• An enhanced written internal audit program acceptable to the Department with respect to the Bank’s compliance with applicable New York and federal laws and regulations, as well as the Bank’s internal policies and procedures, in its foreign exchange trading business as it affects or pertains to the bank or New York customers.

Comments

Cognitive Dissonance BaBaBouy Tue, 05/01/2018 - 12:35 Permalink

So now we know there's a proper, and improper, way to rig the market.

Always good to know.

The traders engaged in this improper activity despite both outside guidance and internal policies designed to prevent improper trading practices.  For example, Goldman Sachs had specific policies addressing its foreign exchange business in place as early as 2001, and which evolved over time.  However, escalation of compliance concerns did not always occur as required, allowing potentially improper trading activity to continue.

Always the rouge trader and never with the willing agreement of management. If there was anything wrong done by the company, it was because of incompetence, not malicious activity.

In reply to by BaBaBouy

J S Bach toady Tue, 05/01/2018 - 12:41 Permalink

This always cracks me up. The (((predator banks))) get fined for $100 million, then not only get to stay in business, but KEEP the other billions that they swindled. Ain’t modern America grand?

In reply to by toady

Mr. Universe blindfaith Tue, 05/01/2018 - 14:01 Permalink

Interestingly enough if you say anything truthful about the cult of Islam or point out the factual errors of the holocaust you will be put in jail in several countries. Oh and don't come whining to the authorities that your daughter got gang raped by a bunch of third world scum. It turns out these 24 year old "children" didn't understand the meaning of the word no, so it's your daughters fault, case closed.

Here is the second part of our famous elder statesmen's quote...

Clinton said, "It depends upon what the meaning of the word 'no' is.

In reply to by blindfaith

Expendable Container Mr. Universe Tue, 05/01/2018 - 17:23 Permalink

True. They put little old ladies like Ursula Haverbeck and Monika Schaefer in German jails for discovering, through research, and speaking out that the holocaust official narrative is unsustainable (eg ZYKLON B -cyanide gas- stains blue through the walls permanently through continual use, and Auschwitz ca$h chamber$ have NO prussian blue impregnation. Why not? JAIL!

Yet the small clothes de-lousing chambers to prevent the dreaded killer illness TYPHUS DO have prussian blue wall stains in Auschwitz. Conclusion: Zyklon B was used to SAVE inmates lives, not to gas them. This was a labor camp not death camp as the war propaganda to demonize the 'enemy' stated.

After all, it had a swimming pool, theatre, orchestras, brothel (now a nunnery ironically), soccer field, shop, camp money (yes they got a small payment to work), hospital, Maternity Ward - 3,000 babies were born there and ALL survived. Weddings took place there. Children's day centre too. The goyim know!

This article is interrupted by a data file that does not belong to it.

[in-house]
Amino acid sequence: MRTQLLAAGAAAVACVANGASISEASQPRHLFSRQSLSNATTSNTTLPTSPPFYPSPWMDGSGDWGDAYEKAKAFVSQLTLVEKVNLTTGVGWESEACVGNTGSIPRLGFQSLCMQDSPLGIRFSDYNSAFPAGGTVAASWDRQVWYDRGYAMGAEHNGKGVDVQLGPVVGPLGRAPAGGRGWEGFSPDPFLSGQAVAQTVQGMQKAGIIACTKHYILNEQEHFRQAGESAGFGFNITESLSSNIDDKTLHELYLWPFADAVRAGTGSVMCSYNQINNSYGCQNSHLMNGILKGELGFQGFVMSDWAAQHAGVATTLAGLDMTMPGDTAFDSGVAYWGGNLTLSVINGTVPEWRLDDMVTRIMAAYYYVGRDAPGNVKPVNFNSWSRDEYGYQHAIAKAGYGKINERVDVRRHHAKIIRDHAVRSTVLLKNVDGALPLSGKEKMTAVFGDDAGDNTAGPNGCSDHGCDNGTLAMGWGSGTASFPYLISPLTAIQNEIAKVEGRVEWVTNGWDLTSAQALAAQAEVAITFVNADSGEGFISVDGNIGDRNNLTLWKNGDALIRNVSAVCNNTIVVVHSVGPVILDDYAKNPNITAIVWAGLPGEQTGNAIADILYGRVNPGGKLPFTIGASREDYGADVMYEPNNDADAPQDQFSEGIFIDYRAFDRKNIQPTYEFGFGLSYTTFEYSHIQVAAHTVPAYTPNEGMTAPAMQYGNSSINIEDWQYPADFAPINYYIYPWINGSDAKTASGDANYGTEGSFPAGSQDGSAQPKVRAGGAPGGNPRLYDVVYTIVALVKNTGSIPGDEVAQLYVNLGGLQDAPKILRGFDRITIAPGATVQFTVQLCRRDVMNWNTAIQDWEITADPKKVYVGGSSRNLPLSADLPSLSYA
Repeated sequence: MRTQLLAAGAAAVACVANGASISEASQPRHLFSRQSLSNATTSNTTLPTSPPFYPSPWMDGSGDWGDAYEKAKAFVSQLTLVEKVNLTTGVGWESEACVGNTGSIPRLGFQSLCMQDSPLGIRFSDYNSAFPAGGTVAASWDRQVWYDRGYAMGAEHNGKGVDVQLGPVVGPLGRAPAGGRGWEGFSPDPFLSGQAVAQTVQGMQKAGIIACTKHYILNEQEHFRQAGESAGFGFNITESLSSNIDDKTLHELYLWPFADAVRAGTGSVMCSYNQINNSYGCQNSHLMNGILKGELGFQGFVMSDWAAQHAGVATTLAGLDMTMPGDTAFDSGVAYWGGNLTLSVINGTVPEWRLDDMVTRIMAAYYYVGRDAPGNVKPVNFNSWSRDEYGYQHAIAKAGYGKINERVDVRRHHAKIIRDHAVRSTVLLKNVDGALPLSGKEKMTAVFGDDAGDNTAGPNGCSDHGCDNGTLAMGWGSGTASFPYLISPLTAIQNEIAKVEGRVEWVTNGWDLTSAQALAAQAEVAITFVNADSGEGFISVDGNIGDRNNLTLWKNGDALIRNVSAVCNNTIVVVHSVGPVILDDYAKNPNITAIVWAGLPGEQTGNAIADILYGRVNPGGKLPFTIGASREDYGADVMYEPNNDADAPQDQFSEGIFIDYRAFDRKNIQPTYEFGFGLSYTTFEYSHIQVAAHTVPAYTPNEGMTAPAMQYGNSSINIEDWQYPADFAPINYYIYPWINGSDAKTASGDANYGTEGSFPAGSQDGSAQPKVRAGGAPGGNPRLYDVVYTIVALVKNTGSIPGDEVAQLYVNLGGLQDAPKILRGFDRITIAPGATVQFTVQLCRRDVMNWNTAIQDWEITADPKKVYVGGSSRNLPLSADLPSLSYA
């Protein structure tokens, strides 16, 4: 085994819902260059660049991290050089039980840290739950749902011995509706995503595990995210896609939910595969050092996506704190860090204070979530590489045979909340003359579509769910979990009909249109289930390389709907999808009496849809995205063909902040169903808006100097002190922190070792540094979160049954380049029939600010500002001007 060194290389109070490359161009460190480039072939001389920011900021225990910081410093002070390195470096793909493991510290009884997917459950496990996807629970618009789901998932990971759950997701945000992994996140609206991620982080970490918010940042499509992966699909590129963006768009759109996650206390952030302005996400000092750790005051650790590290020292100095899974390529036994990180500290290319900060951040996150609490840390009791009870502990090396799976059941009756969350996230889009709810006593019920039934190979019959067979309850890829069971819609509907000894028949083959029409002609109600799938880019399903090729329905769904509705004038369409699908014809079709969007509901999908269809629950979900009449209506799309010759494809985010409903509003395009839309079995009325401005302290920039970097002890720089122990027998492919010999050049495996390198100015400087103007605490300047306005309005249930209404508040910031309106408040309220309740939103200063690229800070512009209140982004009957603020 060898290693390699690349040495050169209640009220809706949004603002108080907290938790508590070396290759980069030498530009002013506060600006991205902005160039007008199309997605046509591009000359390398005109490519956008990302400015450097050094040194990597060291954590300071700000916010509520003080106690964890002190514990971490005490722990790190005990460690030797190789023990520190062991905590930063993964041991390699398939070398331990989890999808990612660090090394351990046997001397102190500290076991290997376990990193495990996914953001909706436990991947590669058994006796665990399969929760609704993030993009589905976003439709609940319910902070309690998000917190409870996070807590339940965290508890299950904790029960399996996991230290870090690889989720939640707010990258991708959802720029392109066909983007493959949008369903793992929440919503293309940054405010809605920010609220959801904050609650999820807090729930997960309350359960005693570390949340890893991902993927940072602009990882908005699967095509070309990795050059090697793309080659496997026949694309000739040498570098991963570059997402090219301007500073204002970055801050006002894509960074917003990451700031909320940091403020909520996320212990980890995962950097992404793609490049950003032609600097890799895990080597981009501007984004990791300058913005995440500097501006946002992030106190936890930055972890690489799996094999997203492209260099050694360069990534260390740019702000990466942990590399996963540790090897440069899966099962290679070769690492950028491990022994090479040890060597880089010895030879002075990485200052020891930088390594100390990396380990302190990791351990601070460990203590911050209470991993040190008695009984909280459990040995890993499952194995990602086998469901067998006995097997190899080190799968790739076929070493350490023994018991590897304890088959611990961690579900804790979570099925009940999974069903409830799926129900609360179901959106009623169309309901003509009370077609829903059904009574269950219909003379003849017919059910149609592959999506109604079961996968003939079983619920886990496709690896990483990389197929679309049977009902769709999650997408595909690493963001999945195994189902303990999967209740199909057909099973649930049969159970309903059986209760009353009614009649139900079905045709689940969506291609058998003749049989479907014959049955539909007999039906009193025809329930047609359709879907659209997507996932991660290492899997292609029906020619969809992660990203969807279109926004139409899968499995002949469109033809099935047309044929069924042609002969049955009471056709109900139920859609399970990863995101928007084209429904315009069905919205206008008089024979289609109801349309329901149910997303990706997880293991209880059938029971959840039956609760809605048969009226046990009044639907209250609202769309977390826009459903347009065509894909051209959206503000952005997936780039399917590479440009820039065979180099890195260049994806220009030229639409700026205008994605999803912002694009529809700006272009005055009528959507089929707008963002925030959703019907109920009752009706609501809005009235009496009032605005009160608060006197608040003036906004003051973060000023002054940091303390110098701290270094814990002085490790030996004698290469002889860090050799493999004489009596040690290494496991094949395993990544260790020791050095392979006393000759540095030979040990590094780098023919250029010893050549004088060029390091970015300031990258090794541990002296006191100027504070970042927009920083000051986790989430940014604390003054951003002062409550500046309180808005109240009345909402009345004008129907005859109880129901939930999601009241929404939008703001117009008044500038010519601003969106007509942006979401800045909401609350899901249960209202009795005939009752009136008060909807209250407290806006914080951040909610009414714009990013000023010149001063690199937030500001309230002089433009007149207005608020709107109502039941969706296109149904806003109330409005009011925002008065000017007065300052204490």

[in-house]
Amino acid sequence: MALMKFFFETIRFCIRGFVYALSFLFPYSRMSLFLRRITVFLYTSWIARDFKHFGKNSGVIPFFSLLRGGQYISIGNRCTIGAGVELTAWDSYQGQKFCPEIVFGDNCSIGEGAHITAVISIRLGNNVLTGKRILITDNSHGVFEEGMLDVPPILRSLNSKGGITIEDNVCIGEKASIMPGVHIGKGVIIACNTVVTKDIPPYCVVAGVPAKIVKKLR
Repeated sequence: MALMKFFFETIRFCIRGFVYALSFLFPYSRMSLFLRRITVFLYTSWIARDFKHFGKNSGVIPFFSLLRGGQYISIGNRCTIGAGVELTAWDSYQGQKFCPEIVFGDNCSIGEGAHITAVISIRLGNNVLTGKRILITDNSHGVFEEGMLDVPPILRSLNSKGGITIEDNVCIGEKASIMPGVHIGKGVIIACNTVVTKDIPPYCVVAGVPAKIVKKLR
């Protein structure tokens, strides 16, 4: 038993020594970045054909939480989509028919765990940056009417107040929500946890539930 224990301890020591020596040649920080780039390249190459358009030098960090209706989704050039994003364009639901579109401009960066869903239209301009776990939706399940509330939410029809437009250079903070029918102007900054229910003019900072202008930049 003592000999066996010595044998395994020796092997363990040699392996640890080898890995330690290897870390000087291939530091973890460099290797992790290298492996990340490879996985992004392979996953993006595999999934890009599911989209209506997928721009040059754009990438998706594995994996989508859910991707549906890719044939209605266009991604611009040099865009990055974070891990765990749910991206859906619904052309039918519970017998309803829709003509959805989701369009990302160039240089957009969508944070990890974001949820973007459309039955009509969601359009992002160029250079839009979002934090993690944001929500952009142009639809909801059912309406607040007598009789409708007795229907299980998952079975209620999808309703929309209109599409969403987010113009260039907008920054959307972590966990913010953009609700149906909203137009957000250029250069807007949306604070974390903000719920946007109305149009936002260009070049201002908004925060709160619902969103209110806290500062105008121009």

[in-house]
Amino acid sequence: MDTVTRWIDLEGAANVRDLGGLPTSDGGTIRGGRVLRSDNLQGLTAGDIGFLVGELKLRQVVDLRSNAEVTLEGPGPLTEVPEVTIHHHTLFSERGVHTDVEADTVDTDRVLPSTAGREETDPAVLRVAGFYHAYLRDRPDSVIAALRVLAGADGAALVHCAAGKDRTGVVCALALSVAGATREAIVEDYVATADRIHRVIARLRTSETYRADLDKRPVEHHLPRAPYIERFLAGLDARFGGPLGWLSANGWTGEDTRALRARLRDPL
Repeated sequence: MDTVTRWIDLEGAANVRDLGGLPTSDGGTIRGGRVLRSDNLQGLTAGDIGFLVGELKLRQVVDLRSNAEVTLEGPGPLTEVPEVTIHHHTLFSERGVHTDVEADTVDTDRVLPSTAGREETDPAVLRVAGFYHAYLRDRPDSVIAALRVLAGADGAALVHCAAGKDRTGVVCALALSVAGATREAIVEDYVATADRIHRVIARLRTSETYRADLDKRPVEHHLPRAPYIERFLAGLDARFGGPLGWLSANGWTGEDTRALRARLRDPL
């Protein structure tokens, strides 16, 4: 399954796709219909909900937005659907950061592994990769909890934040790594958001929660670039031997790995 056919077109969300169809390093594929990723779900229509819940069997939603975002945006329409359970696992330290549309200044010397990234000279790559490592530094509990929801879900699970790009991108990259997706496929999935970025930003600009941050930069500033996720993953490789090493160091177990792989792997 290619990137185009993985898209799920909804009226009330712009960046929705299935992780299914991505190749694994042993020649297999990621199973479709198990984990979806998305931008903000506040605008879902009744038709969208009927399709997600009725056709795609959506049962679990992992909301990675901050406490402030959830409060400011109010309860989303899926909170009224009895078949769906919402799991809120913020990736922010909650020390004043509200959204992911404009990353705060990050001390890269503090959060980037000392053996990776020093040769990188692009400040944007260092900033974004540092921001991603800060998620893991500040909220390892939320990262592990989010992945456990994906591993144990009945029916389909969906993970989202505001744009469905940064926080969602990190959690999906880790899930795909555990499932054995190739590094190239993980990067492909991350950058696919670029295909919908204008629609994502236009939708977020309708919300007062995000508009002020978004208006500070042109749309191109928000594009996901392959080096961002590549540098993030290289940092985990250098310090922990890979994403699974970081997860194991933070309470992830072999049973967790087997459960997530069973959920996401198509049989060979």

What we are NOT told is that AFTER WWII 1.2 MILLION German POWs were starved to death out in the open on the direct orders of mass murderer Germanophobic EISENHOWER. This is on the record.

 

In reply to by Mr. Universe

any_mouse J S Bach Tue, 05/01/2018 - 14:40 Permalink

100 mill, probably the net off of one intraday trade, right?

The proper way to manipulate is to not leave tracks.

Too bad, the SEC doesn't have the same lust for manipulators as the FBI and DOJ had for Trump and Russians.

More like the extent of Obama's DOJ and FBI's concern for Hillary's whoopsies.

In reply to by J S Bach

101 years and … JRobby Tue, 05/01/2018 - 13:40 Permalink

best ponzi ever:

fed prints money

fed gives money to GS for treasuries

Fed receives interest payments from US Treasury for those treasuries

Fed then pays interest on the "excess reserves" GS 

Fed remits whatever money it has left to UST, essentially meaning US taxpayers pay the interest to GS for literally sitting on money that was created out of thin air.

 

In reply to by JRobby

BrigstockBoy Tue, 05/01/2018 - 12:38 Permalink

As if a fine that size is a deterrent to the vampire squid. JPM has been fined tens of billions and is still a bad actor. Ask Jamie Dimon to surrender his presidential cufflinks... now there's a civil penalty.

Easyp Tue, 05/01/2018 - 12:46 Permalink

Buy Gold that's not a rigged market....no really.....or silver.....

 

Would Traders "engage in questionable conduct" if they might end up getting raped every night in a big nasty jail?

Sudden Debt Tue, 05/01/2018 - 13:10 Permalink

GDPRS laws in Europe would allow all the customers of Goldman Sachs to demand 4% of their anual turnover!

 

just saying :)

 

SUE THOSE MOTHERFUCKERS IF YOU'RE EUROPEAN AND A CUSTOMER!!!

 

not so in America where they don't give a rats ass about privacy laws.

Jesus von Einstein Tue, 05/01/2018 - 13:11 Permalink

If the Fed can fine a bank, it must have state power, it must be part of the government.

So why does its constituent banks have private owners, and why can they refuse FOIA requests to re private, not government entities?

crazybob369 Tue, 05/01/2018 - 13:11 Permalink

Goldman Fined $110 Million For "Improperly" Rigging The FX Market

 

I assume, therefore, that had they properly rigged it, there would have been no fine.